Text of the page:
The best part about this film is the detailed psychological descriptions of the main characters. Whenever a bad thing happens, the protagonist repeats the scene using her time-leaping ability in order to fix it. The first half of the film is illustrated as comedy, but the last half reveals its true colors. It became very popular as a pleasant story of adolescence.
Summer Wars was released in 2009. It became a box office hit, grossing over 1.6 billion yen. Producing an original anime film without an original hit source was hard enough to do in Japan, but it was even harder to make a one-billion yen hit. It was a huge achievement to gross over 1.6 billion yen for box-office revenue back then.
The plot is about a big family in the countryside and wars in a computer-simulated virtual reality. It’s no exaggeration to say that it was a boosted-up version of his previous work, Digimon Adventure: Our War Game!. The various avatars in the virtual reality world OZ remind you of Digimon. Illustrating colorful characters and buildings gathered up in a white background are known to be Hosoda’s signature.
The trend of nuclear families, as well as the reality of an unmarried life, has greatly increased in Japan, and it has become rare to see a family really gather together. On the other hand, people also find it nice to have the traditional relationships of family and relatives helping each other out. This film is unique in showing such a traditional Japanese family system in contrast with the latest technology. It also features a love romance between the young male protagonist and his senior female friend. Hosoda was recognized among the general public with this film.
Wolf Children was released in 2012 and became a box office hit grossing 4.2 billion yen. A woman falls in love with a werewolf and has a daughter, Yuki, and a son, Ame. With their father killed in an accident early on, the single mother has a difficult life in the countryside, taking care of her children who can transform into wolves.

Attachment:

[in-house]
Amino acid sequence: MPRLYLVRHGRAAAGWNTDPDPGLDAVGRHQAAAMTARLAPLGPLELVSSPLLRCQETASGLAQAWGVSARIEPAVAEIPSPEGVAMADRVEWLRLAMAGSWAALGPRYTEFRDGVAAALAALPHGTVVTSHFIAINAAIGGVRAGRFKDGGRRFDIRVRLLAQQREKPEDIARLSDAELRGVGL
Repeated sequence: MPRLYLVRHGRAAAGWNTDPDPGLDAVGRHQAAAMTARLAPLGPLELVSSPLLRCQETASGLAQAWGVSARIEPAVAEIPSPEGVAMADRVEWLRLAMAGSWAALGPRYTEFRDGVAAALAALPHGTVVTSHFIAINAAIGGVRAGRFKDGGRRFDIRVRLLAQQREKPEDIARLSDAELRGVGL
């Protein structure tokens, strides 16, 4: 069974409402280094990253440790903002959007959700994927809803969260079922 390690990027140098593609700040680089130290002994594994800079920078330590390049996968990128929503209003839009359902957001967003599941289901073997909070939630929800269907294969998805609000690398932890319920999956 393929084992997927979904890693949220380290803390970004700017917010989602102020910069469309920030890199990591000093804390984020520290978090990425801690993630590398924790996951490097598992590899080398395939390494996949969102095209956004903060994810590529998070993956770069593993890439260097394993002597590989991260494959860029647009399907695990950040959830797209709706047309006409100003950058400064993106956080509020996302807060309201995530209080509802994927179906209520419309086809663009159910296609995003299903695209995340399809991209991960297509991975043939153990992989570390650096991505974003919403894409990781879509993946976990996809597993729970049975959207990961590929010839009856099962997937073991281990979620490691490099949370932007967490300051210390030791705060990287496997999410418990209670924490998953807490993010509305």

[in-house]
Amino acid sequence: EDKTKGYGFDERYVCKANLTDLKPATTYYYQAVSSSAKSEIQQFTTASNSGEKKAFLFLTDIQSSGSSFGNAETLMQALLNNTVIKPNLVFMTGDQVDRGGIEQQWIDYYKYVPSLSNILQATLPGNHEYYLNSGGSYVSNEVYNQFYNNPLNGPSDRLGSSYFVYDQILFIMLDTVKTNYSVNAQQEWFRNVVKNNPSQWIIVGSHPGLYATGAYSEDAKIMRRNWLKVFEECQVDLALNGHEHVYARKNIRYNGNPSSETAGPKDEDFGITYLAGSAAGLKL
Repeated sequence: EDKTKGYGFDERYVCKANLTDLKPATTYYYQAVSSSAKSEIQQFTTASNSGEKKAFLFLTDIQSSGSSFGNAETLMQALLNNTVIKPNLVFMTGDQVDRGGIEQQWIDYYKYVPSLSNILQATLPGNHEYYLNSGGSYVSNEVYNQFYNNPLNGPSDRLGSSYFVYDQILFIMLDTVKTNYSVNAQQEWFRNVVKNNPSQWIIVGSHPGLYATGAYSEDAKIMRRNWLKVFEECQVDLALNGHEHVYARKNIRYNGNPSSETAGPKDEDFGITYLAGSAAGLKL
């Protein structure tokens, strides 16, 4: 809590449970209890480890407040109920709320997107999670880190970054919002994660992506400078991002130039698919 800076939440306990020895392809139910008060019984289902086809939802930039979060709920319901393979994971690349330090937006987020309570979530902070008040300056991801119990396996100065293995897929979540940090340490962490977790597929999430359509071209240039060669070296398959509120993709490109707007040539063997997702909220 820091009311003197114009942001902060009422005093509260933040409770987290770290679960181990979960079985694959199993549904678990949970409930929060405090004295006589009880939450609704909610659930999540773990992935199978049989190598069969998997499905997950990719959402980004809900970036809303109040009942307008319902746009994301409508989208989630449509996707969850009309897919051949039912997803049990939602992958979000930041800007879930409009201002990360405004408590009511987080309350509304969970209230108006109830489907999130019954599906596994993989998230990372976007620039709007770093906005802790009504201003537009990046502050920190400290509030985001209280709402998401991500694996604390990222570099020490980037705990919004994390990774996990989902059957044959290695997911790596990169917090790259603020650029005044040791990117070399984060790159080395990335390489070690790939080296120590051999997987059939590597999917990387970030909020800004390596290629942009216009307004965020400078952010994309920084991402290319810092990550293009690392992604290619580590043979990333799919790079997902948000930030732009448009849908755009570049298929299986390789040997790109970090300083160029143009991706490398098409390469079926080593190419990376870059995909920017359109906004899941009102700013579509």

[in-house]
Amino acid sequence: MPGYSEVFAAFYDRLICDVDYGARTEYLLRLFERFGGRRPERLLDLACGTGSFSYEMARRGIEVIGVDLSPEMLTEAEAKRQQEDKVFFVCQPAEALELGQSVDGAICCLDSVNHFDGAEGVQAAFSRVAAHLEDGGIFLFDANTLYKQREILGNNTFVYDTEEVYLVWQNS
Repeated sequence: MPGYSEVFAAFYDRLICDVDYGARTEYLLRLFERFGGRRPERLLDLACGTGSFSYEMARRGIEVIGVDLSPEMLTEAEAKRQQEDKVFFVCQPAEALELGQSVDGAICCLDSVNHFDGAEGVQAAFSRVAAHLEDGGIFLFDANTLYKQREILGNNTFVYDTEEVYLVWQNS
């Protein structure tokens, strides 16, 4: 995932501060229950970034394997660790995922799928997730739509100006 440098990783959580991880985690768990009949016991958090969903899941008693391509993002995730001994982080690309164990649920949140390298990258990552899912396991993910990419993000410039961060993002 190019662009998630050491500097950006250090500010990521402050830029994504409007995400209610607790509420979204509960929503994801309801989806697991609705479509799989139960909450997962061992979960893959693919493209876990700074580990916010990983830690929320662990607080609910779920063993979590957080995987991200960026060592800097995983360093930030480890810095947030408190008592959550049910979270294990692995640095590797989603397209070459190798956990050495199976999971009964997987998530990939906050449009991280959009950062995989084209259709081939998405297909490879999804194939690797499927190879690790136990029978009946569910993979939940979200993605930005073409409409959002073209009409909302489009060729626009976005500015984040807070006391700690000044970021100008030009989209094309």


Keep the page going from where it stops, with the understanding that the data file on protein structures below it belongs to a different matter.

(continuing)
This film features beautifully drawn wild nature: it has detailed grass and trees waving in the wind. The rainstorm shown in the latter half describes the characters’ mental state in relation to the wild nature. The highlight of the film is when the wolf children, Yuki and Ame, transform into wolves and run around in the snow. The speed expressed here shows the quality of the film. Hosoda started a new studio called Studio Chizu to create this film.
The Boy and the Beast was released in 2015 and was a record-breaking hit with a total box office gross of 5.85 billion yen. Hosoda’s recognition steadily increased.
This film is about a bear-beast looking after a human boy. His last film was about motherhood, but in this film Hosoda described the parenting of a father. Kumatetsu, a beast, ends up taking care of Kyuuta, a human boy. He has no experience in parenting (this human boy is not even his own son) and he struggles with parenthood. The father and the son often fight and the first half of the film features the comical side of their conflicts. Hosoda is great at using trivial comical elements in his films, making it comfortable for viewers to enjoy watching.
The later half illustrates the battle between a grown-up Kyuuta and evil enemies. It’s quite neat to see the contrast of the Beast Kingdom with a variety of beasts of various animal faces and the real world town of Shibuya. You can also find the scramble crossing in front of Shibuya Station which is now well-known as a popular sight-seeing spot. The soundtrack music is also impressive.
Mamoru Hosoda is expected to lead the anime film industry of Japan from now on, along with Makoto Shinkai who directed the massive hit Your name. What their works have in common is that they entertain all generations. Current Japanese modern anime are divided into many different genres, and it is incredibly hard to attract different generations at the same time. I would really like many anime fans overseas to learn more about his works.
Keep warm this winter season with the latest anime info at MANGA.TOKYO!